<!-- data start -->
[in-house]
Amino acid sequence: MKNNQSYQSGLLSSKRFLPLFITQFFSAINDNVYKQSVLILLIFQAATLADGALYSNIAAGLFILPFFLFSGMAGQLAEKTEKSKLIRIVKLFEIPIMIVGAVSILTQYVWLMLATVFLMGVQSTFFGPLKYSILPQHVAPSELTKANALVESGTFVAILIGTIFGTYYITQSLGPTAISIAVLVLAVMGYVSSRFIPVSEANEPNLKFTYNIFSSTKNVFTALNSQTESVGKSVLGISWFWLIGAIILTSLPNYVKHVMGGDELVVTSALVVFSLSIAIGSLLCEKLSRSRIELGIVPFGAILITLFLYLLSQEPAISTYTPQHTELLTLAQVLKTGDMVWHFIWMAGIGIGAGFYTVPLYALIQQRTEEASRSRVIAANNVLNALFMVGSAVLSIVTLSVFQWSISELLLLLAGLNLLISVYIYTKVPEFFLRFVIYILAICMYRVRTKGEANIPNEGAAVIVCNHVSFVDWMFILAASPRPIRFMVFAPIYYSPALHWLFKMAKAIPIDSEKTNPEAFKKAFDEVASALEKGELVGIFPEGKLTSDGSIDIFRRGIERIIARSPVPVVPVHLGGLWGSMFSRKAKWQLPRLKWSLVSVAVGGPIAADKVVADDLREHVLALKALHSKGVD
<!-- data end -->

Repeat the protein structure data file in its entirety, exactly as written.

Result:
[in-house]
Amino acid sequence: MKNNQSYQSGLLSSKRFLPLFITQFFSAINDNVYKQSVLILLIFQAATLADGALYSNIAAGLFILPFFLFSGMAGQLAEKTEKSKLIRIVKLFEIPIMIVGAVSILTQYVWLMLATVFLMGVQSTFFGPLKYSILPQHVAPSELTKANALVESGTFVAILIGTIFGTYYITQSLGPTAISIAVLVLAVMGYVSSRFIPVSEANEPNLKFTYNIFSSTKNVFTALNSQTESVGKSVLGISWFWLIGAIILTSLPNYVKHVMGGDELVVTSALVVFSLSIAIGSLLCEKLSRSRIELGIVPFGAILITLFLYLLSQEPAISTYTPQHTELLTLAQVLKTGDMVWHFIWMAGIGIGAGFYTVPLYALIQQRTEEASRSRVIAANNVLNALFMVGSAVLSIVTLSVFQWSISELLLLLAGLNLLISVYIYTKVPEFFLRFVIYILAICMYRVRTKGEANIPNEGAAVIVCNHVSFVDWMFILAASPRPIRFMVFAPIYYSPALHWLFKMAKAIPIDSEKTNPEAFKKAFDEVASALEKGELVGIFPEGKLTSDGSIDIFRRGIERIIARSPVPVVPVHLGGLWGSMFSRKAKWQLPRLKWSLVSVAVGGPIAADKVVADDLREHVLALKALHSKGVD